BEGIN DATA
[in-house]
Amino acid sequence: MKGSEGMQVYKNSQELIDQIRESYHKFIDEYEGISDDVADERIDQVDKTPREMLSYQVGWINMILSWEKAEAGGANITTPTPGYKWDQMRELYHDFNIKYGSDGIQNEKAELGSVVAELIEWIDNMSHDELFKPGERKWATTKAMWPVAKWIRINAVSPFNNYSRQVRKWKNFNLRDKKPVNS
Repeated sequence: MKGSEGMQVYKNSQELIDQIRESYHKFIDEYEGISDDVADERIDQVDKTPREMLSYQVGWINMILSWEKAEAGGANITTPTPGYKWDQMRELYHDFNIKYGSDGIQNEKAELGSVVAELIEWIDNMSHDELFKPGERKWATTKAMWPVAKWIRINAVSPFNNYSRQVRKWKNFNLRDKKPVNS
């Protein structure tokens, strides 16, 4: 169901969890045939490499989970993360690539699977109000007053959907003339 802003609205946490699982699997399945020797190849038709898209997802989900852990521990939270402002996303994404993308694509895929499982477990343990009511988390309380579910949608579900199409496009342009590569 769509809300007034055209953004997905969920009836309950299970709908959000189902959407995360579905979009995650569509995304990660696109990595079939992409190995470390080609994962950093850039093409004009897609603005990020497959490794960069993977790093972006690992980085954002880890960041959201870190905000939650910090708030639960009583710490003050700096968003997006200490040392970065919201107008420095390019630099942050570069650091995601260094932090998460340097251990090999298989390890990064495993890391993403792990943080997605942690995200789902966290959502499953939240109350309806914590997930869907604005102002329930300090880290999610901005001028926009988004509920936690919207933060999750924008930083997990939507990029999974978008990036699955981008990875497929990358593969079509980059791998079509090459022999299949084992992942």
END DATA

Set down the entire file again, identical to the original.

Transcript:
[in-house]
Amino acid sequence: MKGSEGMQVYKNSQELIDQIRESYHKFIDEYEGISDDVADERIDQVDKTPREMLSYQVGWINMILSWEKAEAGGANITTPTPGYKWDQMRELYHDFNIKYGSDGIQNEKAELGSVVAELIEWIDNMSHDELFKPGERKWATTKAMWPVAKWIRINAVSPFNNYSRQVRKWKNFNLRDKKPVNS
Repeated sequence: MKGSEGMQVYKNSQELIDQIRESYHKFIDEYEGISDDVADERIDQVDKTPREMLSYQVGWINMILSWEKAEAGGANITTPTPGYKWDQMRELYHDFNIKYGSDGIQNEKAELGSVVAELIEWIDNMSHDELFKPGERKWATTKAMWPVAKWIRINAVSPFNNYSRQVRKWKNFNLRDKKPVNS
């Protein structure tokens, strides 16, 4: 169901969890045939490499989970993360690539699977109000007053959907003339 802003609205946490699982699997399945020797190849038709898209997802989900852990521990939270402002996303994404993308694509895929499982477990343990009511988390309380579910949608579900199409496009342009590569 769509809300007034055209953004997905969920009836309950299970709908959000189902959407995360579905979009995650569509995304990660696109990595079939992409190995470390080609994962950093850039093409004009897609603005990020497959490794960069993977790093972006690992980085954002880890960041959201870190905000939650910090708030639960009583710490003050700096968003997006200490040392970065919201107008420095390019630099942050570069650091995601260094932090998460340097251990090999298989390890990064495993890391993403792990943080997605942690995200789902966290959502499953939240109350309806914590997930869907604005102002329930300090880290999610901005001028926009988004509920936690919207933060999750924008930083997990939507990029999974978008990036699955981008990875497929990358593969079509980059791998079509090459022999299949084992992942």